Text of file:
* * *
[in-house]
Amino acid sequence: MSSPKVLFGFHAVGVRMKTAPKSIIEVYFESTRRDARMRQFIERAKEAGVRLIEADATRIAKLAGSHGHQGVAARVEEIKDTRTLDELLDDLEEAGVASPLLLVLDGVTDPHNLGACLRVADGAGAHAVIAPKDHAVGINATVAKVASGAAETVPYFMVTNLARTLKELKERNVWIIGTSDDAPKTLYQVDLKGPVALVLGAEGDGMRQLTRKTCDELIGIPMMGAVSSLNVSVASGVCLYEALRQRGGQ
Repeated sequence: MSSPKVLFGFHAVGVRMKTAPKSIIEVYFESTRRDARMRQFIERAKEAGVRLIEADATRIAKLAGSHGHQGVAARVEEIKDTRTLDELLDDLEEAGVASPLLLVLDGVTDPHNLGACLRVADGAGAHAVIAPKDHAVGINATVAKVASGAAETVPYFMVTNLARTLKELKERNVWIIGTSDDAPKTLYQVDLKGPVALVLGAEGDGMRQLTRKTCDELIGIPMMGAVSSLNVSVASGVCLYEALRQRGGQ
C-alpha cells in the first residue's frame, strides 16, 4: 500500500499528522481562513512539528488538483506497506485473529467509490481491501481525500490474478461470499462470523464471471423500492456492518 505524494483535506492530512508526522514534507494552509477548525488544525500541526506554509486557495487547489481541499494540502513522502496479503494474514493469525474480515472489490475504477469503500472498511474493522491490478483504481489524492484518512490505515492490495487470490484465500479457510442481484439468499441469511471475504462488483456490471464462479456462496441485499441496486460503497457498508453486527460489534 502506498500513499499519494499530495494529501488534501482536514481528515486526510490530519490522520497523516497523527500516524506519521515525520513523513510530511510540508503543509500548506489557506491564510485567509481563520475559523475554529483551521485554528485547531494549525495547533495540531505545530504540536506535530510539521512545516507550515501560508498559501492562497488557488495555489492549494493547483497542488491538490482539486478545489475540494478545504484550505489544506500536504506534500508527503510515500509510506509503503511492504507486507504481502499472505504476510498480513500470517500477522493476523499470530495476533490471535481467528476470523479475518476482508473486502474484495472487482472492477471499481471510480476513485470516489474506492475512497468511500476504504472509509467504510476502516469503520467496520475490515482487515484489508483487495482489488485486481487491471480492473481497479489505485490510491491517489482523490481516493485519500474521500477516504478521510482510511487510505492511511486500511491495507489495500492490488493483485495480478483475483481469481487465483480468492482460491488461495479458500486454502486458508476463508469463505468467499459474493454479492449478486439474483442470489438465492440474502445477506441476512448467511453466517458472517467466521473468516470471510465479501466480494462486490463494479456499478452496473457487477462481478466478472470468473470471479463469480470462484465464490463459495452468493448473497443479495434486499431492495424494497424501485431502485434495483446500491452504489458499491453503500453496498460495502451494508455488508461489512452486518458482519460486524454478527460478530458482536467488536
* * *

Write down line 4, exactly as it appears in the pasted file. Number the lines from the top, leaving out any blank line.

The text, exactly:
C-alpha cells in the first residue's frame, strides 16, 4: 500500500499528522481562513512539528488538483506497506485473529467509490481491501481525500490474478461470499462470523464471471423500492456492518 505524494483535506492530512508526522514534507494552509477548525488544525500541526506554509486557495487547489481541499494540502513522502496479503494474514493469525474480515472489490475504477469503500472498511474493522491490478483504481489524492484518512490505515492490495487470490484465500479457510442481484439468499441469511471475504462488483456490471464462479456462496441485499441496486460503497457498508453486527460489534 502506498500513499499519494499530495494529501488534501482536514481528515486526510490530519490522520497523516497523527500516524506519521515525520513523513510530511510540508503543509500548506489557506491564510485567509481563520475559523475554529483551521485554528485547531494549525495547533495540531505545530504540536506535530510539521512545516507550515501560508498559501492562497488557488495555489492549494493547483497542488491538490482539486478545489475540494478545504484550505489544506500536504506534500508527503510515500509510506509503503511492504507486507504481502499472505504476510498480513500470517500477522493476523499470530495476533490471535481467528476470523479475518476482508473486502474484495472487482472492477471499481471510480476513485470516489474506492475512497468511500476504504472509509467504510476502516469503520467496520475490515482487515484489508483487495482489488485486481487491471480492473481497479489505485490510491491517489482523490481516493485519500474521500477516504478521510482510511487510505492511511486500511491495507489495500492490488493483485495480478483475483481469481487465483480468492482460491488461495479458500486454502486458508476463508469463505468467499459474493454479492449478486439474483442470489438465492440474502445477506441476512448467511453466517458472517467466521473468516470471510465479501466480494462486490463494479456499478452496473457487477462481478466478472470468473470471479463469480470462484465464490463459495452468493448473497443479495434486499431492495424494497424501485431502485434495483446500491452504489458499491453503500453496498460495502451494508455488508461489512452486518458482519460486524454478527460478530458482536467488536